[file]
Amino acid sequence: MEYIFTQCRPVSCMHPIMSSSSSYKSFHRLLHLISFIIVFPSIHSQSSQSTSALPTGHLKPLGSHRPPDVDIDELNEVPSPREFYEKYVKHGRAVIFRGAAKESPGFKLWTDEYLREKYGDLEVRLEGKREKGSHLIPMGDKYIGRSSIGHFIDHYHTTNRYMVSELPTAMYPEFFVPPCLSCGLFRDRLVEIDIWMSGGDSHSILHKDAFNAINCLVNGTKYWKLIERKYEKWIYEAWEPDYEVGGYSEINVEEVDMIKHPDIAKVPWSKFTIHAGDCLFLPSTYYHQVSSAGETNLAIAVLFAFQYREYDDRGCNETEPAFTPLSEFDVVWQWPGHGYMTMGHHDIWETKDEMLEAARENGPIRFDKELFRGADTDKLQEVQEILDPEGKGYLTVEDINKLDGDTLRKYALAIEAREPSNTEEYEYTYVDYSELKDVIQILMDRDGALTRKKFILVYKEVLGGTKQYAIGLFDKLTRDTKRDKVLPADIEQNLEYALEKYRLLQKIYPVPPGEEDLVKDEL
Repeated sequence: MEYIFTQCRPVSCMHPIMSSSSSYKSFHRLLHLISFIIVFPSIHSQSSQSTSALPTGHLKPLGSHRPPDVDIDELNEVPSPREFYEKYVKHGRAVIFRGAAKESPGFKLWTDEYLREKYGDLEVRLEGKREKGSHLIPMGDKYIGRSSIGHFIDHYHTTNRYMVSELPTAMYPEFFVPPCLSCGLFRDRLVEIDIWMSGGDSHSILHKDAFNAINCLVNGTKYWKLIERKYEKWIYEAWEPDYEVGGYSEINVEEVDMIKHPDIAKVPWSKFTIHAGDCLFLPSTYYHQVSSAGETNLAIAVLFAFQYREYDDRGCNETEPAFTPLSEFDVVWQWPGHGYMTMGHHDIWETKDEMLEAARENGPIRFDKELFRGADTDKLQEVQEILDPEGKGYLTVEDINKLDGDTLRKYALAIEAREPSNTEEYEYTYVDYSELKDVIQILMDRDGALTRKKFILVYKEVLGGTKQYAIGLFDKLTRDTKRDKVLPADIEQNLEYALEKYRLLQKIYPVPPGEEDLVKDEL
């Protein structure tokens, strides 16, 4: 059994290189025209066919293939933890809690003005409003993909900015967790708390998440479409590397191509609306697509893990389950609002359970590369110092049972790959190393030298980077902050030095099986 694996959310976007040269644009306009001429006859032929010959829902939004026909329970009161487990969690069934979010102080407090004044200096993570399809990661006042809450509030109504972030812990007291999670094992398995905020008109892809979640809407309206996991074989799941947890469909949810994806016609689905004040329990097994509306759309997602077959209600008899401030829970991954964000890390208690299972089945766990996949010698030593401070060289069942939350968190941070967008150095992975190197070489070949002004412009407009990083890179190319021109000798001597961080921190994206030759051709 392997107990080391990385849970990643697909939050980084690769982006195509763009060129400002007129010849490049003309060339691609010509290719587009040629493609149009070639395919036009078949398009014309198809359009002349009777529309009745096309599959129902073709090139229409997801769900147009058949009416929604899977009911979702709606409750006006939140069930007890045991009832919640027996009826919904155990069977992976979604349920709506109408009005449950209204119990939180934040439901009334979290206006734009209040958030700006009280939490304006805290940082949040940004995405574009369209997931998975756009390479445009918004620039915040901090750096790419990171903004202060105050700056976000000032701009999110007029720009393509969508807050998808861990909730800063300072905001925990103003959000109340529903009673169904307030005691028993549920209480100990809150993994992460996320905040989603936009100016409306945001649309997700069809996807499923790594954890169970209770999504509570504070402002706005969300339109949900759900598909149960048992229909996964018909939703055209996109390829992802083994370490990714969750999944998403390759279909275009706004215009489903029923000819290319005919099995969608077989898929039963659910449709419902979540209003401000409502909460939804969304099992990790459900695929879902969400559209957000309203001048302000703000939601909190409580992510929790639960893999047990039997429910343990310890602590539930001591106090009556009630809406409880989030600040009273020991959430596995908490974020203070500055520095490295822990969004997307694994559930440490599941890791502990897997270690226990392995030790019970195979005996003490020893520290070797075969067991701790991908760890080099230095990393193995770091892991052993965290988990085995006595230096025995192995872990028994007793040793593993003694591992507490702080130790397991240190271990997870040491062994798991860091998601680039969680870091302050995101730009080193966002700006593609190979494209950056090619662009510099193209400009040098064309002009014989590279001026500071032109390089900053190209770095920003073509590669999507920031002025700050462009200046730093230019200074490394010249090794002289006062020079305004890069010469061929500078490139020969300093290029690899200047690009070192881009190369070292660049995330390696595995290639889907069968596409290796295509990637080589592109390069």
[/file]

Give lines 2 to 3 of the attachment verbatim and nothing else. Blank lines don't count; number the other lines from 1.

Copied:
Repeated sequence: MEYIFTQCRPVSCMHPIMSSSSSYKSFHRLLHLISFIIVFPSIHSQSSQSTSALPTGHLKPLGSHRPPDVDIDELNEVPSPREFYEKYVKHGRAVIFRGAAKESPGFKLWTDEYLREKYGDLEVRLEGKREKGSHLIPMGDKYIGRSSIGHFIDHYHTTNRYMVSELPTAMYPEFFVPPCLSCGLFRDRLVEIDIWMSGGDSHSILHKDAFNAINCLVNGTKYWKLIERKYEKWIYEAWEPDYEVGGYSEINVEEVDMIKHPDIAKVPWSKFTIHAGDCLFLPSTYYHQVSSAGETNLAIAVLFAFQYREYDDRGCNETEPAFTPLSEFDVVWQWPGHGYMTMGHHDIWETKDEMLEAARENGPIRFDKELFRGADTDKLQEVQEILDPEGKGYLTVEDINKLDGDTLRKYALAIEAREPSNTEEYEYTYVDYSELKDVIQILMDRDGALTRKKFILVYKEVLGGTKQYAIGLFDKLTRDTKRDKVLPADIEQNLEYALEKYRLLQKIYPVPPGEEDLVKDEL
């Protein structure tokens, strides 16, 4: 059994290189025209066919293939933890809690003005409003993909900015967790708390998440479409590397191509609306697509893990389950609002359970590369110092049972790959190393030298980077902050030095099986 694996959310976007040269644009306009001429006859032929010959829902939004026909329970009161487990969690069934979010102080407090004044200096993570399809990661006042809450509030109504972030812990007291999670094992398995905020008109892809979640809407309206996991074989799941947890469909949810994806016609689905004040329990097994509306759309997602077959209600008899401030829970991954964000890390208690299972089945766990996949010698030593401070060289069942939350968190941070967008150095992975190197070489070949002004412009407009990083890179190319021109000798001597961080921190994206030759051709 392997107990080391990385849970990643697909939050980084690769982006195509763009060129400002007129010849490049003309060339691609010509290719587009040629493609149009070639395919036009078949398009014309198809359009002349009777529309009745096309599959129902073709090139229409997801769900147009058949009416929604899977009911979702709606409750006006939140069930007890045991009832919640027996009826919904155990069977992976979604349920709506109408009005449950209204119990939180934040439901009334979290206006734009209040958030700006009280939490304006805290940082949040940004995405574009369209997931998975756009390479445009918004620039915040901090750096790419990171903004202060105050700056976000000032701009999110007029720009393509969508807050998808861990909730800063300072905001925990103003959000109340529903009673169904307030005691028993549920209480100990809150993994992460996320905040989603936009100016409306945001649309997700069809996807499923790594954890169970209770999504509570504070402002706005969300339109949900759900598909149960048992229909996964018909939703055209996109390829992802083994370490990714969750999944998403390759279909275009706004215009489903029923000819290319005919099995969608077989898929039963659910449709419902979540209003401000409502909460939804969304099992990790459900695929879902969400559209957000309203001048302000703000939601909190409580992510929790639960893999047990039997429910343990310890602590539930001591106090009556009630809406409880989030600040009273020991959430596995908490974020203070500055520095490295822990969004997307694994559930440490599941890791502990897997270690226990392995030790019970195979005996003490020893520290070797075969067991701790991908760890080099230095990393193995770091892991052993965290988990085995006595230096025995192995872990028994007793040793593993003694591992507490702080130790397991240190271990997870040491062994798991860091998601680039969680870091302050995101730009080193966002700006593609190979494209950056090619662009510099193209400009040098064309002009014989590279001026500071032109390089900053190209770095920003073509590669999507920031002025700050462009200046730093230019200074490394010249090794002289006062020079305004890069010469061929500078490139020969300093290029690899200047690009070192881009190369070292660049995330390696595995290639889907069968596409290796295509990637080589592109390069």